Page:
David Brooks, the designated conservative on both the New York Times op-ed page and the PBS NewsHour, knows which way the wind blows. “After a while you get sick of the DeLays of the right and the Deans of the left,” he wrote in the Times on Sunday. Unlike other conservative commentators who have been busy repositioning themselves — Bill Kristol, George Will, Charles Krauthammer — Brooks did not mention Harriet Miers, although he did cite Lincoln, Theodore Roosevelt, and Alexander Hamilton. When he turns away from the “push and shove of today’s weary political titans” and gets “back to basics,” Brooks said, he finds himself “invigorated.”
And that’s fine; and that’s also how you get to be a designated conservative: You take the high ground. In this case it was clearly marked: between DeLay and Dean. The high ground is usually not that easy to define; but its distinguishing quality is that to stand there you must join hands with liberals.
Consider now some recent history. The deficit widened, while the national debt grew, and Iraq kept getting bloodier. Brownie mishandled FEMA, and Karen (“I’m a working mom”) Hughes looked silly in Saudi Arabia. Many conservative commentators no doubt were uncomfortable, but they were reluctant to criticize the White House. That’s not how they play the game, especially when they play it in Washington.
But then came the Miers’ nomination, and it was clear Bush had gone too far. It’s entirely possible Ms. Miers would be a fine Supreme Court justice, but Bush’s claim that she was better equipped than anyone else for the job was absurd and otherworldly. This provided a wonderful opportunity for the conservative commentators and columnists to redeem themselves and recover their lost honor. They could also make a career move. The Miers nomination stiffened their spines, and allowed them to join hands with liberals.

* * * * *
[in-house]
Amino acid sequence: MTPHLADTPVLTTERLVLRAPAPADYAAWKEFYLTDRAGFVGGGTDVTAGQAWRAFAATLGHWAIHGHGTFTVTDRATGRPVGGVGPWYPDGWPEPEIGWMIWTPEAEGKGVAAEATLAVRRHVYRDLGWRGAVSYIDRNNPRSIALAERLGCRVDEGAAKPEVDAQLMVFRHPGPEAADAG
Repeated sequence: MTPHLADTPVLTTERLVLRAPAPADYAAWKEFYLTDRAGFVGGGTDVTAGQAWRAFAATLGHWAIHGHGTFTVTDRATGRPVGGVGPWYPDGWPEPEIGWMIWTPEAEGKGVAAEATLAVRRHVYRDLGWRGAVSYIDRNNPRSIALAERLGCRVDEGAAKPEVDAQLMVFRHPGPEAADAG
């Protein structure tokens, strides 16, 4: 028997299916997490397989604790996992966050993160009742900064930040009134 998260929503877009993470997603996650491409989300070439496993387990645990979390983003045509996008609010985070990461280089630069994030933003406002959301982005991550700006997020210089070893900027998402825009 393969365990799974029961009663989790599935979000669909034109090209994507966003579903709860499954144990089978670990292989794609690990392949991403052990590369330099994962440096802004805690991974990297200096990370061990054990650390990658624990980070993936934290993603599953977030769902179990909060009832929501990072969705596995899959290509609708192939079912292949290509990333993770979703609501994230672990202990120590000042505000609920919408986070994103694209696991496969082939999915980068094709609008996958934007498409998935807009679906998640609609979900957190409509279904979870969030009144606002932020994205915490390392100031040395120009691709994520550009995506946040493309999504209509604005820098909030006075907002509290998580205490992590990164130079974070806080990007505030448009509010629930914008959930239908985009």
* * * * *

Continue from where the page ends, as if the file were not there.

Bill Kristol was first out of the box in denouncing the nomination. Will, Krauthammer, and others followed. It is now open season of sorts on the White House. Windy evangelicals join in on one side or the other, while politicians look for cover. Virginia’s Senator George Allen was priceless. People he has a “great deal of admiration for” were unhappy with the Miers nomination, he said, but he wasn’t sure how he felt about it himself.
Meanwhile pay attention now to what Pat Buchanan said on Sunday’s Meet the Press. He said Bush did not really want to overturn Roe v. Wade, and it’s likely he was right. Momma Bush and Laura would like to keep Roe v. Wade; Condi and Karen no doubt would, too. In a face-off with Bush, I think the ladies would win.
A man of faith in a godless age is hitting Americans where it hurts.
Mr. and Mrs. American Spectator Reader, let P.J. O’Rourke talk sense to your kids.
In Britain, defending your property can get you life.
The debacle of this president’s administration is both a cause and a symptom of the decline of American values. Unless Congress impeaches him, that decline will go on unchecked. An eminent jurist surveys the damage and assesses the chances for the recovery of our culture.
It won’t take long for conservatives to scratch this presidential wannabe off their 2008 scorecard.
The American Christmas, like the songs that celebrate it, makes room for everybody under the rainbow. Is that why so many people seem to be hostile to it?
Was the President done in by the economy, or by the politics of the economy?